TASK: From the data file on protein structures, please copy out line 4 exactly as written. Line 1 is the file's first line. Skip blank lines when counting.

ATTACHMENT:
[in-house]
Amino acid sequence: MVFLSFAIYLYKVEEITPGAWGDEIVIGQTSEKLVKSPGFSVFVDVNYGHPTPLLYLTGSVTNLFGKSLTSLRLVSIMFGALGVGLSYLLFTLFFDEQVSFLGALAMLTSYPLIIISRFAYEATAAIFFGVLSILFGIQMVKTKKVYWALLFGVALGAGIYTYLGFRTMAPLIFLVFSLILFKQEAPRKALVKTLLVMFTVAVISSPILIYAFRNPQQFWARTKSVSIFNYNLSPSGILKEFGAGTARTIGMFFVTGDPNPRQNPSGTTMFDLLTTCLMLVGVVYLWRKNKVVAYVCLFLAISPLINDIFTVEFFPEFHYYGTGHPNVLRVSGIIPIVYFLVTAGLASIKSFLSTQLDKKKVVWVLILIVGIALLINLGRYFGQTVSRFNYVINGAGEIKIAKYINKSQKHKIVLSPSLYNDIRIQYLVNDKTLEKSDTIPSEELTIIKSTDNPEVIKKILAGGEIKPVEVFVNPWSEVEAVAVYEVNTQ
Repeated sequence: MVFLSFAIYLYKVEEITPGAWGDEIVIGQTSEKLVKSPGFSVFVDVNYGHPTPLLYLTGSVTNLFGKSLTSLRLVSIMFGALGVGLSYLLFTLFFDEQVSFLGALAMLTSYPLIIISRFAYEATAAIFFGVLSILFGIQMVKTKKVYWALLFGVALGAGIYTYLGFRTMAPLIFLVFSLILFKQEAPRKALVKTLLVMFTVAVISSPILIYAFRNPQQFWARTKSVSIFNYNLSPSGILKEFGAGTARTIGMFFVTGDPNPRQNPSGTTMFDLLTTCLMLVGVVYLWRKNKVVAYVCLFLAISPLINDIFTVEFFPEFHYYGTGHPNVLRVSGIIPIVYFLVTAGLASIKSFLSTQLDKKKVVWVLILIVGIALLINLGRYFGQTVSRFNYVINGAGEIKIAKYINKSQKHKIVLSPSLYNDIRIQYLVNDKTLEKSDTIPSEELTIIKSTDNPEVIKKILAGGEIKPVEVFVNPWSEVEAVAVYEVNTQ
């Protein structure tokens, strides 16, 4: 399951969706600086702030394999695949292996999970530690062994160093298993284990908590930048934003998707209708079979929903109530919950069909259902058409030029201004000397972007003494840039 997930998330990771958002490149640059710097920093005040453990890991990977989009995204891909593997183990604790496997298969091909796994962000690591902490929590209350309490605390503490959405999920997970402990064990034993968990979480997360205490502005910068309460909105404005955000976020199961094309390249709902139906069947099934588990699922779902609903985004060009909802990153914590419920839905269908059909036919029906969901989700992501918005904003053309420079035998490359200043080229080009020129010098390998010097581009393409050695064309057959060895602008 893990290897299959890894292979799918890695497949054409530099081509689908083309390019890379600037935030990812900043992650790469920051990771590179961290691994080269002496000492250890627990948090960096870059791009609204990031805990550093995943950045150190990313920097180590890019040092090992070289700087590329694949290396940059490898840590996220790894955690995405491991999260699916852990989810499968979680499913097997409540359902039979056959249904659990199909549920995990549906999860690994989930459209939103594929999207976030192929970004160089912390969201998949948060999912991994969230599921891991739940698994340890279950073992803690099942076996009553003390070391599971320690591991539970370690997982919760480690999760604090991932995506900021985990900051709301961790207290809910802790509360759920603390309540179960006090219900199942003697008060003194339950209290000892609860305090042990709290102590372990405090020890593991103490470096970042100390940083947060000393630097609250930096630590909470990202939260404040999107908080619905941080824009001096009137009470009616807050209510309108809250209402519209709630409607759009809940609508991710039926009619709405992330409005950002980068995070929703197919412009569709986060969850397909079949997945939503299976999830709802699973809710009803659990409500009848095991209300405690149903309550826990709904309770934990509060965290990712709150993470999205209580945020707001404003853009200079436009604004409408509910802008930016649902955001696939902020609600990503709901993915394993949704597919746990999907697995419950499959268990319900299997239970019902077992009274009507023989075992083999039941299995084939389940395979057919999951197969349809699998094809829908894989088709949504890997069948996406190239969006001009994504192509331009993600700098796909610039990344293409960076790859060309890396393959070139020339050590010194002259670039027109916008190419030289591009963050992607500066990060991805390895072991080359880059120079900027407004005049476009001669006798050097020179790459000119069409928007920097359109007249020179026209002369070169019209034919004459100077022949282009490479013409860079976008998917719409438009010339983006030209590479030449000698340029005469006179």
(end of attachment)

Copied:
């Protein structure tokens, strides 16, 4: 399951969706600086702030394999695949292996999970530690062994160093298993284990908590930048934003998707209708079979929903109530919950069909259902058409030029201004000397972007003494840039 997930998330990771958002490149640059710097920093005040453990890991990977989009995204891909593997183990604790496997298969091909796994962000690591902490929590209350309490605390503490959405999920997970402990064990034993968990979480997360205490502005910068309460909105404005955000976020199961094309390249709902139906069947099934588990699922779902609903985004060009909802990153914590419920839905269908059909036919029906969901989700992501918005904003053309420079035998490359200043080229080009020129010098390998010097581009393409050695064309057959060895602008 893990290897299959890894292979799918890695497949054409530099081509689908083309390019890379600037935030990812900043992650790469920051990771590179961290691994080269002496000492250890627990948090960096870059791009609204990031805990550093995943950045150190990313920097180590890019040092090992070289700087590329694949290396940059490898840590996220790894955690995405491991999260699916852990989810499968979680499913097997409540359902039979056959249904659990199909549920995990549906999860690994989930459209939103594929999207976030192929970004160089912390969201998949948060999912991994969230599921891991739940698994340890279950073992803690099942076996009553003390070391599971320690591991539970370690997982919760480690999760604090991932995506900021985990900051709301961790207290809910802790509360759920603390309540179960006090219900199942003697008060003194339950209290000892609860305090042990709290102590372990405090020890593991103490470096970042100390940083947060000393630097609250930096630590909470990202939260404040999107908080619905941080824009001096009137009470009616807050209510309108809250209402519209709630409607759009809940609508991710039926009619709405992330409005950002980068995070929703197919412009569709986060969850397909079949997945939503299976999830709802699973809710009803659990409500009848095991209300405690149903309550826990709904309770934990509060965290990712709150993470999205209580945020707001404003853009200079436009604004409408509910802008930016649902955001696939902020609600990503709901993915394993949704597919746990999907697995419950499959268990319900299997239970019902077992009274009507023989075992083999039941299995084939389940395979057919999951197969349809699998094809829908894989088709949504890997069948996406190239969006001009994504192509331009993600700098796909610039990344293409960076790859060309890396393959070139020339050590010194002259670039027109916008190419030289591009963050992607500066990060991805390895072991080359880059120079900027407004005049476009001669006798050097020179790459000119069409928007920097359109007249020179026209002369070169019209034919004459100077022949282009490479013409860079976008998917719409438009010339983006030209590479030449000698340029005469006179």